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A showcasing of the work of Design Architect, Bernard Dubois

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Some examples of Bernard's work clockwise from left to right: An interior at Courreges, then at Carven and PNY Fabourg St Antoine—©Romain Laprade. Icicle SBM Shanghai ©Suisicong.

Belgian architect Bernard Dubois blurs the lines between disciplines. Drawing upon references to different eras of design and architecture, he creates coherence and brings together what the history of architecture has previously opposed. At the foundational level of his career, Bernard Dubois studied photography before graduating as an architect from La Cambre in 2009 and establishing his own practice in 2014. Regardless of the nature of the project, the vocation of Bernard Dubois's architecture is to be informed, contextual and fundamentally cultural.

1. Hello Bernard! How would you describe your interior design style and where do you get your inspiration when starting a design project?

Hello! My style is hard for me to define. It has roots in the various 20th century movements such as Bauhaus, Modernism, but also Postmodernism, Art Deco, and many others. When starting a project, I'm always looking for what's right for that project in particular. For each specific project, I try to discover its personality, character and its essential nature.

From there, the whole design process is based on deciding on a few elements that will compose the project: be that the theme or brief, the relationship between them or something else entirely. Moreover, beyond the elements themselves, I am interested in how each element relates and interacts in the space. This connection is what creates the project. I reflect upon many decisions that deliver the eventual balance of the project, such as which element should take prominence and which should play a less dominant role: which should be thick and strong and which should be tall and skinny?

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On the Left: Galerie Xavier Hufkens // On the Right: Icicle SBM Shanghai ©Suisicong

2. What have been your favorite past projects?

The projects I'm usually most excited about at any given moment are the ones we're in the process of designing or executing. Among recently delivered projects, my favorites would be the gallery for Xavier Hufkens in Brussels, the Courrèges store, the restaurant for PNY in le Marais, the Icicle store in Shanghai or the furniture edition for Maniera. My past projects are also a basis for the design of future projects, in a kind of filiation. The projects create their own languages.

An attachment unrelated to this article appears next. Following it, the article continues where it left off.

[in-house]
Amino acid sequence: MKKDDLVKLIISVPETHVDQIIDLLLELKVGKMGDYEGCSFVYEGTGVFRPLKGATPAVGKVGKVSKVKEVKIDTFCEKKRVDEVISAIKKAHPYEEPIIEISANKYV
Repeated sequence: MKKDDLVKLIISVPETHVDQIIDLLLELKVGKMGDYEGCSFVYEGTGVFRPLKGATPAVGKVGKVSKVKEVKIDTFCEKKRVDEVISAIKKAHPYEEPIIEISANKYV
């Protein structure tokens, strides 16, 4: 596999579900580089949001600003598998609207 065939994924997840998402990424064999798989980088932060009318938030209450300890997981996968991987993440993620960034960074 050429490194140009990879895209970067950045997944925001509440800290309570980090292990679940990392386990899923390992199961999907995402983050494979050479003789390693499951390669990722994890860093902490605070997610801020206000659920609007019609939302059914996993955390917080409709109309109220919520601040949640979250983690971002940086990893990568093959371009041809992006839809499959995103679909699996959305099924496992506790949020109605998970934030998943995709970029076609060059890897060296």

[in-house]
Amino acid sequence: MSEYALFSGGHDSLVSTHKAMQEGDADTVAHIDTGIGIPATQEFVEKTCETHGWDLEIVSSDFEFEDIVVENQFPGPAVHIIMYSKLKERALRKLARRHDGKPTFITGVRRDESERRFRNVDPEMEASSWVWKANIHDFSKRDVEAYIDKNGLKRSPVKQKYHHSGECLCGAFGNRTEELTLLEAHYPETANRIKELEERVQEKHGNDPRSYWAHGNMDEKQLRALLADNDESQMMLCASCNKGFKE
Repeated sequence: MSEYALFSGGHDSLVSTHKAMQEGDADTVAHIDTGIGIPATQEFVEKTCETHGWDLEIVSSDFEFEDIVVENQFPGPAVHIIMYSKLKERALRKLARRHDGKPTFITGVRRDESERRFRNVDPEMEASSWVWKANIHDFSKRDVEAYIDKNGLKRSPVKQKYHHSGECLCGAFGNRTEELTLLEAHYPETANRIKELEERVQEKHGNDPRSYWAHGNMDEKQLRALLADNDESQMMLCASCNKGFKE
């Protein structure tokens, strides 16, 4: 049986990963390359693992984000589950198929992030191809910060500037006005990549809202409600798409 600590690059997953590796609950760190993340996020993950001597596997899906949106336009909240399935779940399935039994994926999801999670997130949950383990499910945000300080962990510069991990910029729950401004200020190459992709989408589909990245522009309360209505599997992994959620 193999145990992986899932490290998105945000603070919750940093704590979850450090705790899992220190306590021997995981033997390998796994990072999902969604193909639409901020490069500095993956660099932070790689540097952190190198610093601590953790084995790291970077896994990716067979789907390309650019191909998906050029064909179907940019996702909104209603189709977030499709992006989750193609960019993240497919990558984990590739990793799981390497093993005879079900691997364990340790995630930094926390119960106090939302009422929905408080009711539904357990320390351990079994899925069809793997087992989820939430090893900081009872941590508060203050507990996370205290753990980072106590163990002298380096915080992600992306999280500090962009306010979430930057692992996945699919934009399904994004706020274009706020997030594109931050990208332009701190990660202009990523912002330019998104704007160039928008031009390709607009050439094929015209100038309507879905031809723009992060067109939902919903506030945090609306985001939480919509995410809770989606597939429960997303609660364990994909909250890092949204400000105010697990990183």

3. Would you say that artwork seems to be an important part of your interiors? How do you incorporate art into your designs?

Art is usually incorporated at an early stage in the project. We choose pieces, we imagine where they could go, and we represent them through our renderings. Very often at the end, different pieces are chosen in a more spontaneous way, but the initial choices help define the project.

4. Linear simplicity seems to be a key element of your aesthetic, both in your portfolio and on your Instagram account. What advice would you give to people who want to embrace geometric perspectives for the first time within their interior design?

I would tell them the most cliché thing, but that is actually true: to spontaneously follow their instinct. If they truly wish to create their own original architecture, they should create their own rules. If you use the same elements as Mies Van Der Rohe and the same relationship between these elements remains in line with his design, you will create a project à la Mies Van Der Rohe. On the contrary, if you don't follow existing rules, you need to trust your own instinct about which element should be thin, which should be thick and what should be the relationship between them.

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On the Left: Icicle SBM Shanghai ©Suisicong // On the Right: Carven ©Romain Laprade

5. How influenced are your designs by the location and surroundings in which they exist?

Very often the location can play a founding role for the project. For example, when designing a house, the slope of the landscape, the views and the orientation play a big role. The sun and climate too. For example, do we protect windows from the sun or do we expose them? Then, references to local architecture styles can be used, as well as the use of local materials. Each project is different between the meeting of a client, a program, an architect and a site - nevermind the budget and potential delays, too!

6. Which contemporary artists, famous or emerging, are a source of inspiration to you? 

The reference to the work of a few artists plays a role in our design process, consciously or unconsciously. For example, the work of Sol Lewitt, James Turrell, Dan Flavin, Ellsworth Kelly or Imi Knoebel. A few pieces I have at home by Danh Vo, Robert Mapplethorpe, Leon Wuidar, Rineke Dijkstra, Sterling Ruby are a much more indirect source of inspiration but they are alway on my mind because I live with them.

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Finally, Bernard's interior design for the Parisian restaurant PNY Fabourg St Antoine ©Romain Laprade

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Their favourite artworks

Our recommendations Jean-Baptiste Bernadet, Sans titre (Perce-Neige), Painting

Jean-Baptiste Bernadet

Sans titre (Perce-Neige), 2017
160 x 144 x 3.5 cm
Painting

€21,000

Our recommendations Sam Francis, SF 84-871, Painting

Sam Francis

SF 84-871, 1984
22 x 9 cm
Painting

€17,500

Our recommendations Daniel Buren, Sans titre, Painting

Daniel Buren

Sans titre, 2003
56 x 73 cm
Painting

€18,500

Our recommendations Pierre Alechinsky, Gaz aux étages, Painting

Pierre Alechinsky

Gaz aux étages, 1987
52.5 x 75.5 x 0.1 cm
Painting

€18,000